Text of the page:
Saturday, February 16, 2008

Saturday Morning Musings

Why is it that some people cannot admit their responsibility for the death of a relationship and simply move on? Particularly when they are the one that resorted to physical violence towards the one they claim to have loved/love? It is a simple reality that all of us bring baggage to a relationship. None of us is perfect and try as we might our past experience tries to cling to us. But, none of that excuses physical violence toward an alleged beloved. Nor does it justify manipulation, intimidation and instilling fear. In my view, a relationship that comes to involve physical abuse is based less on love and more on the intent to possess and control the supposed beloved. If one truly loves another person, they do not smother them, manipulate them, instill fear in them, or ever hit them.

I will be the first to admit that I grew up in an at times dysfunctional family. Yet despite the yelling and other messed up aspects of the family dynamics, physical violence was never something that occurred. Not ever. My father would never have thought to hit my mother. Thus, I do not understand the mindset that makes one think they have license to hit another person. Other than in self defense, I do not believe one ever has the right to hit someone else. Moreover, the fact that someone who has resorted to violence against another will not accept responsibility for their behavior indicates to me that all their protestations that they have changed are – pardon my French – disingenuous bull shit. Only a fool or a masochist would remain in or return to such a relationship. Just as in business sometimes no deal is better than a bad deal, so too in love, sometimes no relationship is better than a bad one. I do not understand why some cannot get that message.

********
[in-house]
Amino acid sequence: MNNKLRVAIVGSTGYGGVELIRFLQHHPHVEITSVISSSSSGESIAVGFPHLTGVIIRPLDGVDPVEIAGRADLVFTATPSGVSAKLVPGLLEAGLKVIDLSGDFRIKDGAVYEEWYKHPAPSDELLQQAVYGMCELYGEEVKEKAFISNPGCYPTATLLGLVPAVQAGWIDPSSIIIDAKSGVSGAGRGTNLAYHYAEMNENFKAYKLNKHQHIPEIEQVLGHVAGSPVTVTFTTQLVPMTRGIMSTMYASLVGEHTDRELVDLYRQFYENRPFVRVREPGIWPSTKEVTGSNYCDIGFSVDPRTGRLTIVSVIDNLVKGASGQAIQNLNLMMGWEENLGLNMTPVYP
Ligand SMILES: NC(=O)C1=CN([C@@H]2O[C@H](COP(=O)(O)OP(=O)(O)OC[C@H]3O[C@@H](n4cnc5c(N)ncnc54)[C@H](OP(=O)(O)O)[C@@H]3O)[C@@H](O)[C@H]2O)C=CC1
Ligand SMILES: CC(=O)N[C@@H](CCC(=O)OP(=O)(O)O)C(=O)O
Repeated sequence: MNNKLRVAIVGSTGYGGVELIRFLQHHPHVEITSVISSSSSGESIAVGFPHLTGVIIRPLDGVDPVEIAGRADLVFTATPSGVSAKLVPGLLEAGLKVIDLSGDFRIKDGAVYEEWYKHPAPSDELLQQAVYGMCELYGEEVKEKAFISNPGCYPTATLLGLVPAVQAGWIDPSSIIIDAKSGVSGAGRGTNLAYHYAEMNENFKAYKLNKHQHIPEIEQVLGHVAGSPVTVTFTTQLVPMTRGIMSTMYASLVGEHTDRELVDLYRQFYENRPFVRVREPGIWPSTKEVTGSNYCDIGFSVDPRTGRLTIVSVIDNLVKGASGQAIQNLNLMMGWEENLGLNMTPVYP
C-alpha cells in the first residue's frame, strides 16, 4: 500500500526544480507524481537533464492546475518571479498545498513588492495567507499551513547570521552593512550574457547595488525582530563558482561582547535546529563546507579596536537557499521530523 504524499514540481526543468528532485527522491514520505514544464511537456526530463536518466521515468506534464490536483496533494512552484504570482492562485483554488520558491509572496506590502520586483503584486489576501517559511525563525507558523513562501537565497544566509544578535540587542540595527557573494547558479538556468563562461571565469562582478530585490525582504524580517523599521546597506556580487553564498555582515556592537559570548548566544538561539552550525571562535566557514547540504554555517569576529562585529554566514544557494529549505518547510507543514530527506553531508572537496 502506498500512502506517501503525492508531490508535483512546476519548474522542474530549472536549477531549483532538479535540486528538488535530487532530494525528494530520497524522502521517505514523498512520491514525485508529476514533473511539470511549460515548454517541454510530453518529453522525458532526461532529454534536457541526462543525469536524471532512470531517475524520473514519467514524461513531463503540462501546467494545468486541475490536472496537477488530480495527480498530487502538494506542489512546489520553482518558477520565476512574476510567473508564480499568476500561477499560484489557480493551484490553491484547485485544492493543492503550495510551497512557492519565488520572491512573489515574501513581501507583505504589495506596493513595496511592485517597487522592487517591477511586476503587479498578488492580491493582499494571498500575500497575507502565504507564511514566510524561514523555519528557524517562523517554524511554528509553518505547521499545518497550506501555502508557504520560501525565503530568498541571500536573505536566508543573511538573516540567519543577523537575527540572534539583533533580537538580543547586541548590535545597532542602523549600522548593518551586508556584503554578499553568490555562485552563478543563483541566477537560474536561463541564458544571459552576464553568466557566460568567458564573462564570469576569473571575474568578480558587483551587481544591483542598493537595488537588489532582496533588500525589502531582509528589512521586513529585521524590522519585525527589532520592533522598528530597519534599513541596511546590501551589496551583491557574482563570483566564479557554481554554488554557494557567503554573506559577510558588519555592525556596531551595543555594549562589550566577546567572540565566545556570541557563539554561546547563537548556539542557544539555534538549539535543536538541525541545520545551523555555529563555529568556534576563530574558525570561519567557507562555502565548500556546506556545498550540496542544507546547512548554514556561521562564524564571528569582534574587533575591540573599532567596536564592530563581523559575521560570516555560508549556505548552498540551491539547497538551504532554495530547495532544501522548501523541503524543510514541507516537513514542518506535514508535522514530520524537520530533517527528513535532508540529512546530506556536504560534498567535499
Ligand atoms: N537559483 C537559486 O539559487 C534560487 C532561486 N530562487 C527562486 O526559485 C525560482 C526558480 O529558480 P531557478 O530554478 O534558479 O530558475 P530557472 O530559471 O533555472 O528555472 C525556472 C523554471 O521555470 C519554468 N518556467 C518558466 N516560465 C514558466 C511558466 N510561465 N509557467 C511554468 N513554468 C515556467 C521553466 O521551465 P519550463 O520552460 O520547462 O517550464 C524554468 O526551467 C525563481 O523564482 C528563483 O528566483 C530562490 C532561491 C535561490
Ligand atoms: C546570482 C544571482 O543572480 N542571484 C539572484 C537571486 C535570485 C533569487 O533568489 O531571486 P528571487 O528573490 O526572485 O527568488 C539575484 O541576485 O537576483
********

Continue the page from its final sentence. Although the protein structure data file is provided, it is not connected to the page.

1 comment:

Anonymous said...

It is difficult to understand, agreed. But, the answer is in your post: dysfunction. Some people do not realize it when it applies to them. They do, however, have unmet needs and will cling to the best they have known -- even at times if it means they and their own existence is jeopardized. Honestly, I believe it is a sickness of sorts, an addiction, if you will let me go so far to say. Letting go of a wonderful, caring person -- especially as a result of your own dysfunctional behavior is extremely difficult. Fact is, there is a love and a bond, albeit one that accompanies dysfuntional behavior that will take much time and perhaps therapy to overcome. He has to come to his own realization, acceptance and then decision to move on for himself. As much as you might want to help (because you had a special relationship and will always have a love for him), you simply cannot. It will only prolong the process and create more drama in the meantime. Lots of time. And, a new and fresh and healthy relationship for the both of you will put things right. As for understanding it? Is there any way to understand dysfunction?